Washington Park: Denver, Colorado


Both historic and contemporary, Washington Park combines majesty with the practical. It is a jewel among Denver's 200-plus urban parks — a place where historic buildings, flower gardens modeled after George Washington's estate, extensive tree groves interspersed with meadows, two lakes, and great views of snowy Mt. Evans create a wonderful experience for visitors. First developed by Denver city architect Reinhard Scheutze in 1899, the park's design has been influenced by numerous local and national figures, including city planner George Kessler, the Olmsted Brothers, and the renowned philanthropist "The Unsinkable" Molly Brown.

Designated Area

The park is bounded by Virginia Avenue to the north; Louisiana Avenue to the south; Franklin Street to the east; and Downing Street to the west.

Washington Park's 2011 master plan outlines stormwater runoff control measures to help protect the quality of the park's bodies of water, including Smith Lake. Flickr photo by Kent Kanouse (CC BY-NC 2.0).

Planning Excellence

The park captures the spirit of the Mile High City through its use by more than one million locals and tourists each year. Encompassing 165 acres southeast of downtown, the park has two large lakes, 10 tennis courts, a large meadow used for lawn sports such as volleyball and soccer, a lawn bowling green, two of the city's largest flower gardens, and its busiest recreation center. People throughout Denver come to the park, most often to walk, jog, bicycle, use a playground, or hang out and people watch.

Denverites are actively involved with the park — which ties to the surrounding West and East Washington Park neighborhoods as well as the greater Denver parks system — whether it's to help with tree plantings or participate in the development of a park master plan such as the one completed in March 2011.

Park improvements in the works include $1.5 million for renovation of the park's main picnic site at the Mt. Vernon Gardens, the City Ditch, and the park's main entrance to the south. Other improvements outlined in the 2011 master plan include improving control of stormwater runoff; minimizing conflicts among pedestrians, bicyclists, and motorists; and rehabilitating the park's other historic structures and features.

Washington Park is used by more than one million visitors each year and has numerous amenities including a 1913 boathouse that is undergoing a $1.5 million restoration. Flickr photo by Jeffrey Beall (CC BY-SA 2.0).

Defining Characteristics, Features


  • Architect Reinhard Scheutze designs park in French country style (1899); city planner George Kessler enhances design with new paths, plantings (1908)
  • Bathing beach installed on Smith Lake (1911); city architect F.W. Ameter installs pedestrian and car bridges over City Ditch (completed 1912); Bath House built by Ameter in Craftsman Style (1913)
  • Olmsted Brothers design rolling Evergreen Hill, enhance pedestrian paths, and build Lily Pond (1912); Boat House built by J.B. Benedict, (1913), Girl Scouts fund installation of first fireplace grill and picnic area on hill (1924)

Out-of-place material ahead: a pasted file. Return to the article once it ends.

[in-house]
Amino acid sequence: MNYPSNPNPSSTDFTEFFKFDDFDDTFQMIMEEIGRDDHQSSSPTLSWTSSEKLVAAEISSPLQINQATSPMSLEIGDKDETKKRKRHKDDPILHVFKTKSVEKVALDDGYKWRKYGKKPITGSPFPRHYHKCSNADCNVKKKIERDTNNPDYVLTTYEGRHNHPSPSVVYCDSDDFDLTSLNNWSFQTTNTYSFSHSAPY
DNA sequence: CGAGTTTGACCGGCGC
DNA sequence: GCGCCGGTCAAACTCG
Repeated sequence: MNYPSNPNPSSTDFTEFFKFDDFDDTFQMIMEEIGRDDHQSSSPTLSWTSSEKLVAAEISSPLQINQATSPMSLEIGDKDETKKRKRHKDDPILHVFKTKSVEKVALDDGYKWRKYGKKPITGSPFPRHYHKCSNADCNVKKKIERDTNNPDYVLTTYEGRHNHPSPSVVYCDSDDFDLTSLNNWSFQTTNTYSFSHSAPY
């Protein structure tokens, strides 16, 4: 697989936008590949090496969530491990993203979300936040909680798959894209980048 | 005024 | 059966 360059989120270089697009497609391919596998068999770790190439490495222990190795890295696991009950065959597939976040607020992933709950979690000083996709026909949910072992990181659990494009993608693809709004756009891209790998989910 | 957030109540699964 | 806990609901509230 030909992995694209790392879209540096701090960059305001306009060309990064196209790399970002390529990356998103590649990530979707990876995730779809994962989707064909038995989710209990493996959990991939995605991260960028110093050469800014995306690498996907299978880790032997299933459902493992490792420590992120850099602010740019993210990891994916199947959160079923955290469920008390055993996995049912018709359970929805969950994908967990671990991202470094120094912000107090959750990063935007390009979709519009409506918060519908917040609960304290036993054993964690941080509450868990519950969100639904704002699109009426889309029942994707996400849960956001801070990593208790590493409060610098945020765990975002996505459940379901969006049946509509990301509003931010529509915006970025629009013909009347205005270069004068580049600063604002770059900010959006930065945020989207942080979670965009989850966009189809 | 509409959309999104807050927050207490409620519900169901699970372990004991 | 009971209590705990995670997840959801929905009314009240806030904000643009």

• Big Perennial Garden at Downing built by S.R. DeBoer (1918); Mt. Vernon Gardens completed by DeBoer (1926)
  • Field House, former residence of local poet and journalist Eugene Field, moved to park's northwest edge by Titanic survivor and philanthropist Molly Brown (1930)
  • Architecture firm Anderson Barker Rinker designs modern Recreation Center (1971); park added to National Register of Historic Places (1986)
  • Cultural Landscape Assessment and Preservation Plan identifies park buildings, features needing renovation, and landscape and structure preservation plan (2003)
  • Park master plan completed in 2003, updated 2011; outlines park's future preservation and development goals

Park Design, Features

  • Scheutze's curvilinear loops provide smooth circulation through park; grove tree plantings spaced to afford spectacular views of mountains west of park
  • Built in 1867 and added to National Historic Register in 1977, City Ditch provides evidence of park's history and modern-day sustainable commitment
  • J.J.B. Benedict designs boathouse and pavilion in the Italianate Style , featuring shallow hipped roof and facades with illuminated eaves (1913)
  • Sculptor Mabel Torrey's "Wynken, Blynken and Nod" honors poet Eugene Field (1919); George Carlson's bronze "Early Day Miner" depicts local history (1980)
  • City architect S.R. DeBoer's Martha Washington Garden features flower beds in the style of her gardens at the Mt. Vernon Estate (1926)
  • Largest flower garden in Denver, Victorian-style Perennial Garden, includes elliptical lawn and symmetrical flowerbeds with 15,000 flower varieties (1917)
  • Park connects to city bike trails at Exposition Ave., Marion St., Louisiana Ave.

Ecological Restoration, Sustainability

  • Parks department tree survey begun (2000); 2007 Arbor Day tree planting event brought out 700 people who planted 300 trees
  • Park meadow areas being naturalized with native grasses and wildflowers to reduce water consumption; lake shore restoration focuses on historic lake design
  • Park conservation practices include reuse of irrigation water through city ditch system and water-saving measures for swimming pool, showers, faucets, toilets
  • Other sustainability practices address park plant diversity, water quality issues

The park's curvilinear rights-of-way accommodate pedestrians, bicyclists, and motorists alike. Flickr photo by J. Stephen Conn (CC BY-NC 2.0).